In 2012 Jersey welcomed the introduction of its Civil Partnerships Law, which set out the basis upon which same-sex couples could legally form civil partnerships. This same piece of legislation addresses the issues which arise when parties wish to dissolve their civil partnerships. We examine in further detail below the various ways in which this can be achieved.
It should be noted at this juncture that neither party may apply to the Court to dissolve their civil partnership unless, at the date of the application, a period of three years or more has passed since the formation of the civil partnership, unless the case is one whereby the applicant has suffered exceptional hardship, or the respondent has exhibited behaviour of exceptional depravity.
This is not to say, however, that the parties may not separate during this time. If you require further information in respect of separation, please see our article [link here].
Once an application for the dissolution of a civil partnership has been made to the Court, the parties are referred to as “applicant” (being the party making the application) and “respondent” (being the party against whom the application is filed).
For couples who have been in a civil partnership for a period of three years or more, either party may apply to the Court to have the civil partnership dissolved on the basis that, since entering into the civil partnership:
This ground can be problematic as what may be considered by one person to be unreasonable, may not be considered to be unreasonable by another. That said, and as a guide, some of the following may be deemed to constitute unreasonable behaviour for the purposes of an application to dissolve a civil partnership:
It should be noted that these are not the only factors to be considered when making an application on the ground of unreasonable behaviour. If you wish to make an application and are unsure whether the ground of unreasonable behaviour applies to your situation, please do not hesitate to call one of our family lawyers who would be happy to discuss this with you.
In order to make an application on the grounds of one or two years’ separation, the couple need not necessarily live in entirely separate accommodation, and indeed it is well-recognised that many couples cannot afford to do so. It is however essential that the couple live separate and apart in the sense that, although they may reside under the same roof, they each undertake their own household chores, and do not continue with shared sleeping arrangements, for example.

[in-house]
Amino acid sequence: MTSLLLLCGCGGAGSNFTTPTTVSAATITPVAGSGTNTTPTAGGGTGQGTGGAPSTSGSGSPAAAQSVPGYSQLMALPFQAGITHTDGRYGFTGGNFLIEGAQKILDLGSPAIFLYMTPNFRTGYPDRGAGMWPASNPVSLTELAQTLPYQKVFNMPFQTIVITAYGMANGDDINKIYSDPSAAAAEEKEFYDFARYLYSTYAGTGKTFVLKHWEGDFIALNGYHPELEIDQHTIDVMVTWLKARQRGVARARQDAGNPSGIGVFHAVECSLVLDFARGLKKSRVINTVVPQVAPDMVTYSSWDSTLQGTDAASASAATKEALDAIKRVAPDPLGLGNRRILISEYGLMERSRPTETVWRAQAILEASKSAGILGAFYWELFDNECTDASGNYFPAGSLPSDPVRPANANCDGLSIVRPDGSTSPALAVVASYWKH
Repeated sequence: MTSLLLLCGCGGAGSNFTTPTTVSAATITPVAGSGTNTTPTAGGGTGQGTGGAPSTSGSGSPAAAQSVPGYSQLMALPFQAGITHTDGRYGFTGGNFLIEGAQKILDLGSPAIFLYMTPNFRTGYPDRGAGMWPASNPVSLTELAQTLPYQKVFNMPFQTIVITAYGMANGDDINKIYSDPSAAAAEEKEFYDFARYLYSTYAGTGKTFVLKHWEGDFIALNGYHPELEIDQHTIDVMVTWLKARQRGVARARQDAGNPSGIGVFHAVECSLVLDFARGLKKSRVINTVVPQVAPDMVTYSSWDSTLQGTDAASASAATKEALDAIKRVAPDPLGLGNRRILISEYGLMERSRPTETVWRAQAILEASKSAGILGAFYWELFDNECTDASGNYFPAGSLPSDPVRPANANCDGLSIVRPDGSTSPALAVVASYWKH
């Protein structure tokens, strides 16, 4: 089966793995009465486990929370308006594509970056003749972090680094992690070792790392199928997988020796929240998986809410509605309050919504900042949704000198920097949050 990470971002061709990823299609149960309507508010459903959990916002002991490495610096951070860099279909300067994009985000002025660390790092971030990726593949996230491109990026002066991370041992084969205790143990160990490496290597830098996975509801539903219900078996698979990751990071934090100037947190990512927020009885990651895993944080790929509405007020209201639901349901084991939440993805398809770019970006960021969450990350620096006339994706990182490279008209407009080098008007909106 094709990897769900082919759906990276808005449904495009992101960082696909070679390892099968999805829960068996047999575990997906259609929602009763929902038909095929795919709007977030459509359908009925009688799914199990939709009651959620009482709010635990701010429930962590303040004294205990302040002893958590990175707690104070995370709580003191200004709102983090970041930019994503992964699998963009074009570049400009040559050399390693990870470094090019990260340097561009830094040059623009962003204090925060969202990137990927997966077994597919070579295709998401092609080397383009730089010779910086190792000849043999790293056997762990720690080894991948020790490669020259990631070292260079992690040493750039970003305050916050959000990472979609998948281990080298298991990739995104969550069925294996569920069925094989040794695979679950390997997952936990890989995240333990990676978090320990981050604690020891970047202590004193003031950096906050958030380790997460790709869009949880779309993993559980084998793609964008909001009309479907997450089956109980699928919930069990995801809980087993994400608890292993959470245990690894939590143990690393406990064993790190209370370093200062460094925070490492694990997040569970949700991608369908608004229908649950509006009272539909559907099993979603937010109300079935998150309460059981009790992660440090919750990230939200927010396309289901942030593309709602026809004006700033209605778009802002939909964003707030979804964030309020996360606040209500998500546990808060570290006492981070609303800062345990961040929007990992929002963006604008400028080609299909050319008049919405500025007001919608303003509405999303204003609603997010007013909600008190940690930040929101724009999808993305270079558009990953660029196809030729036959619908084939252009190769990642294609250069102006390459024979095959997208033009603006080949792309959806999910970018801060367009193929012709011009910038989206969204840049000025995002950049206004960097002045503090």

It is also important that applicants are aware that in instances where applications are made on the ground of on year’s separation, the respondent must have been given such information as will enable him/her to understand the consequences of consenting to an order of dissolution being made and the steps which the respondent must take to indicate their consent.
The Court may rescind any such order if the Court is satisfied that the applicant misled the respondent (intentionally or unintentionally) about any matter which the respondent took into account when deciding to give his or her consent to an order of dissolution being made.
Further, it is important for applicants to consider that the Court may refuse an application made on the ground of two years’ separation if the Court is of the view that such dissolution would cause grave financial or other hardship to the respondent. Should you find yourself in this position, we would be happy to talk this through with you.
The breakdown of human relationships can cause great stress, anxiety and problems. The process of separation and divorce is rarely easy.
Our aim is always to attempt to deal with divorce as painlessly as we can. While this cannot always be achieved – much depends on an individual client’s own requirements and the way in which the other party to the case proceeds – we will always attempt to seek such a course for you. We will look to solutions to solve any problems between the parties and not to add to the antagonism.
Our divorce lawyers are focused on providing you with expert advice with a truly personal service.
We advise on all aspects of family law: whether it be advice on divorce, dissolution of a partnership or financial settlements we can assist.
Our clients are pleased with our service and fees; we are confident you will be too.
Should you wish to discuss your options with a view to dissolving your civil partnership, please do not hesitate to call one of our family lawyers on 630530 or email us on email@example.com. All enquiries are of course received in the strictest confidence and we look forward to working with you to find a solution tailored to your needs.